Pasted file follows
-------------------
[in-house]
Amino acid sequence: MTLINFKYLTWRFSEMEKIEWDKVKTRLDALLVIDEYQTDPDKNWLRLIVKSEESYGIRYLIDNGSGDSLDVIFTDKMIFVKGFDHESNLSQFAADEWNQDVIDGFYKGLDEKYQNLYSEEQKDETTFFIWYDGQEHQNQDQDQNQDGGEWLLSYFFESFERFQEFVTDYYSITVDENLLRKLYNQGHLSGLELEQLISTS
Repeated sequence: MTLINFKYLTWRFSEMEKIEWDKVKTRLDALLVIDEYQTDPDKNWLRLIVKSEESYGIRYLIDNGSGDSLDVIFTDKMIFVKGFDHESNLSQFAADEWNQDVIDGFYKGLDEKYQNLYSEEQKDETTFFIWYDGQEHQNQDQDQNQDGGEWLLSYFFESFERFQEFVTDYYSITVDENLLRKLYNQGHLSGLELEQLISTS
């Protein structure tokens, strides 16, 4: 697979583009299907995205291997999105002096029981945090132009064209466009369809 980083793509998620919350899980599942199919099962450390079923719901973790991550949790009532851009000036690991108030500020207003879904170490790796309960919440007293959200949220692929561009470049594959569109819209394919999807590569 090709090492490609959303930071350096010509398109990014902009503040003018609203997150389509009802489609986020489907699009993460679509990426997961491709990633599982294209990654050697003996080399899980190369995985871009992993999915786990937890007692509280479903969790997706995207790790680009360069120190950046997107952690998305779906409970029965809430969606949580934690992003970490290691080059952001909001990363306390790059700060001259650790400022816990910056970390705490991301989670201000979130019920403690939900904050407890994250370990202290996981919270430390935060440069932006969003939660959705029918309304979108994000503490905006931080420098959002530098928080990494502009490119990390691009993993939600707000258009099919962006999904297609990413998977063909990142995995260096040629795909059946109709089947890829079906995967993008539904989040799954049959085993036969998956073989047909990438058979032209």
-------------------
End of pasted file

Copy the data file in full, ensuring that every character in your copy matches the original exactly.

[in-house]
Amino acid sequence: MTLINFKYLTWRFSEMEKIEWDKVKTRLDALLVIDEYQTDPDKNWLRLIVKSEESYGIRYLIDNGSGDSLDVIFTDKMIFVKGFDHESNLSQFAADEWNQDVIDGFYKGLDEKYQNLYSEEQKDETTFFIWYDGQEHQNQDQDQNQDGGEWLLSYFFESFERFQEFVTDYYSITVDENLLRKLYNQGHLSGLELEQLISTS
Repeated sequence: MTLINFKYLTWRFSEMEKIEWDKVKTRLDALLVIDEYQTDPDKNWLRLIVKSEESYGIRYLIDNGSGDSLDVIFTDKMIFVKGFDHESNLSQFAADEWNQDVIDGFYKGLDEKYQNLYSEEQKDETTFFIWYDGQEHQNQDQDQNQDGGEWLLSYFFESFERFQEFVTDYYSITVDENLLRKLYNQGHLSGLELEQLISTS
């Protein structure tokens, strides 16, 4: 697979583009299907995205291997999105002096029981945090132009064209466009369809 980083793509998620919350899980599942199919099962450390079923719901973790991550949790009532851009000036690991108030500020207003879904170490790796309960919440007293959200949220692929561009470049594959569109819209394919999807590569 090709090492490609959303930071350096010509398109990014902009503040003018609203997150389509009802489609986020489907699009993460679509990426997961491709990633599982294209990654050697003996080399899980190369995985871009992993999915786990937890007692509280479903969790997706995207790790680009360069120190950046997107952690998305779906409970029965809430969606949580934690992003970490290691080059952001909001990363306390790059700060001259650790400022816990910056970390705490991301989670201000979130019920403690939900904050407890994250370990202290996981919270430390935060440069932006969003939660959705029918309304979108994000503490905006931080420098959002530098928080990494502009490119990390691009993993939600707000258009099919962006999904297609990413998977063909990142995995260096040629795909059946109709089947890829079906995967993008539904989040799954049959085993036969998956073989047909990438058979032209």